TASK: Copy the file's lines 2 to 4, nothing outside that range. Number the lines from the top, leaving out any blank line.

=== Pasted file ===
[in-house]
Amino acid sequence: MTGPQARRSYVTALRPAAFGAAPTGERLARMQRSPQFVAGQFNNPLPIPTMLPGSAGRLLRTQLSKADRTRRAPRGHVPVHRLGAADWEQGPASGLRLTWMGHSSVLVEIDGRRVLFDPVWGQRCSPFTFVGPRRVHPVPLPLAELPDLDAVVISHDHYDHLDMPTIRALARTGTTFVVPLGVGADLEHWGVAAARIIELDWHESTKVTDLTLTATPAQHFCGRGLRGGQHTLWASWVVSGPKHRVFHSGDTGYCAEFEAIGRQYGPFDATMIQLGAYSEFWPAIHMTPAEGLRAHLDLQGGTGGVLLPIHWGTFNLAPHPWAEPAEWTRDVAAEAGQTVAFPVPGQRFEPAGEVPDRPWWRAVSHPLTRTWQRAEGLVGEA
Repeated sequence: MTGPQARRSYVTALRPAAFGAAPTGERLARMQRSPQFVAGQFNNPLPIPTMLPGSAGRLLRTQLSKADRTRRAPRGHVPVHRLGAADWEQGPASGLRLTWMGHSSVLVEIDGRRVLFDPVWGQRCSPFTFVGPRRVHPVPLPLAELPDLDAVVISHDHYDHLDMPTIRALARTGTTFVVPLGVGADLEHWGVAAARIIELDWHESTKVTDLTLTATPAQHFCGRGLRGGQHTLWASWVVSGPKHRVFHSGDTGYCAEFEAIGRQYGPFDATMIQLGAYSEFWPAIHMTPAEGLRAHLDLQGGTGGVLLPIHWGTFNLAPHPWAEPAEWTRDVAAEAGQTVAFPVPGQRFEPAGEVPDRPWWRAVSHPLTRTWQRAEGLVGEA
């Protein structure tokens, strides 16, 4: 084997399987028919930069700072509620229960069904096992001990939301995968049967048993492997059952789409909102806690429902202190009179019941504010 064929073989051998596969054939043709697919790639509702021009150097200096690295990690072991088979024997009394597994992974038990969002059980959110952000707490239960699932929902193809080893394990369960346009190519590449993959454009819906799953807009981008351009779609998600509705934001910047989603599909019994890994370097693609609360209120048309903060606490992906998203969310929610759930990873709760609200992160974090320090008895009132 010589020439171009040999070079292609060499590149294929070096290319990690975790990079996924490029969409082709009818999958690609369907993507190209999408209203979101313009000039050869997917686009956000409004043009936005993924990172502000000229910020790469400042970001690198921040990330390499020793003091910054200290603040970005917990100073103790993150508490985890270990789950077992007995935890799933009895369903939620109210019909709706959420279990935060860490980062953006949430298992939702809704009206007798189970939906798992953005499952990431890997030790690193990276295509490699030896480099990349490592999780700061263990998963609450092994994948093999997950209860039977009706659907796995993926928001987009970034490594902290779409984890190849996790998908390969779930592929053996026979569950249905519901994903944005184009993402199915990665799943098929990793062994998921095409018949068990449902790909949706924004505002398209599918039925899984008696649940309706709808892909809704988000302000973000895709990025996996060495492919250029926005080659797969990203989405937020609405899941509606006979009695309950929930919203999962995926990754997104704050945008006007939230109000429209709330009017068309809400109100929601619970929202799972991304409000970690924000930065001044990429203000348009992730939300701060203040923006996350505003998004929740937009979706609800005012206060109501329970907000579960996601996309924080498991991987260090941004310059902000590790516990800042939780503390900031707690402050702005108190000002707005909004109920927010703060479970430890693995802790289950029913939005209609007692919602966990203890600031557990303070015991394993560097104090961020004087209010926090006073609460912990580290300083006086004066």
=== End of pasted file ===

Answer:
Amino acid sequence: MTGPQARRSYVTALRPAAFGAAPTGERLARMQRSPQFVAGQFNNPLPIPTMLPGSAGRLLRTQLSKADRTRRAPRGHVPVHRLGAADWEQGPASGLRLTWMGHSSVLVEIDGRRVLFDPVWGQRCSPFTFVGPRRVHPVPLPLAELPDLDAVVISHDHYDHLDMPTIRALARTGTTFVVPLGVGADLEHWGVAAARIIELDWHESTKVTDLTLTATPAQHFCGRGLRGGQHTLWASWVVSGPKHRVFHSGDTGYCAEFEAIGRQYGPFDATMIQLGAYSEFWPAIHMTPAEGLRAHLDLQGGTGGVLLPIHWGTFNLAPHPWAEPAEWTRDVAAEAGQTVAFPVPGQRFEPAGEVPDRPWWRAVSHPLTRTWQRAEGLVGEA
Repeated sequence: MTGPQARRSYVTALRPAAFGAAPTGERLARMQRSPQFVAGQFNNPLPIPTMLPGSAGRLLRTQLSKADRTRRAPRGHVPVHRLGAADWEQGPASGLRLTWMGHSSVLVEIDGRRVLFDPVWGQRCSPFTFVGPRRVHPVPLPLAELPDLDAVVISHDHYDHLDMPTIRALARTGTTFVVPLGVGADLEHWGVAAARIIELDWHESTKVTDLTLTATPAQHFCGRGLRGGQHTLWASWVVSGPKHRVFHSGDTGYCAEFEAIGRQYGPFDATMIQLGAYSEFWPAIHMTPAEGLRAHLDLQGGTGGVLLPIHWGTFNLAPHPWAEPAEWTRDVAAEAGQTVAFPVPGQRFEPAGEVPDRPWWRAVSHPLTRTWQRAEGLVGEA
């Protein structure tokens, strides 16, 4: 084997399987028919930069700072509620229960069904096992001990939301995968049967048993492997059952789409909102806690429902202190009179019941504010 064929073989051998596969054939043709697919790639509702021009150097200096690295990690072991088979024997009394597994992974038990969002059980959110952000707490239960699932929902193809080893394990369960346009190519590449993959454009819906799953807009981008351009779609998600509705934001910047989603599909019994890994370097693609609360209120048309903060606490992906998203969310929610759930990873709760609200992160974090320090008895009132 010589020439171009040999070079292609060499590149294929070096290319990690975790990079996924490029969409082709009818999958690609369907993507190209999408209203979101313009000039050869997917686009956000409004043009936005993924990172502000000229910020790469400042970001690198921040990330390499020793003091910054200290603040970005917990100073103790993150508490985890270990789950077992007995935890799933009895369903939620109210019909709706959420279990935060860490980062953006949430298992939702809704009206007798189970939906798992953005499952990431890997030790690193990276295509490699030896480099990349490592999780700061263990998963609450092994994948093999997950209860039977009706659907796995993926928001987009970034490594902290779409984890190849996790998908390969779930592929053996026979569950249905519901994903944005184009993402199915990665799943098929990793062994998921095409018949068990449902790909949706924004505002398209599918039925899984008696649940309706709808892909809704988000302000973000895709990025996996060495492919250029926005080659797969990203989405937020609405899941509606006979009695309950929930919203999962995926990754997104704050945008006007939230109000429209709330009017068309809400109100929601619970929202799972991304409000970690924000930065001044990429203000348009992730939300701060203040923006996350505003998004929740937009979706609800005012206060109501329970907000579960996601996309924080498991991987260090941004310059902000590790516990800042939780503390900031707690402050702005108190000002707005909004109920927010703060479970430890693995802790289950029913939005209609007692919602966990203890600031557990303070015991394993560097104090961020004087209010926090006073609460912990580290300083006086004066």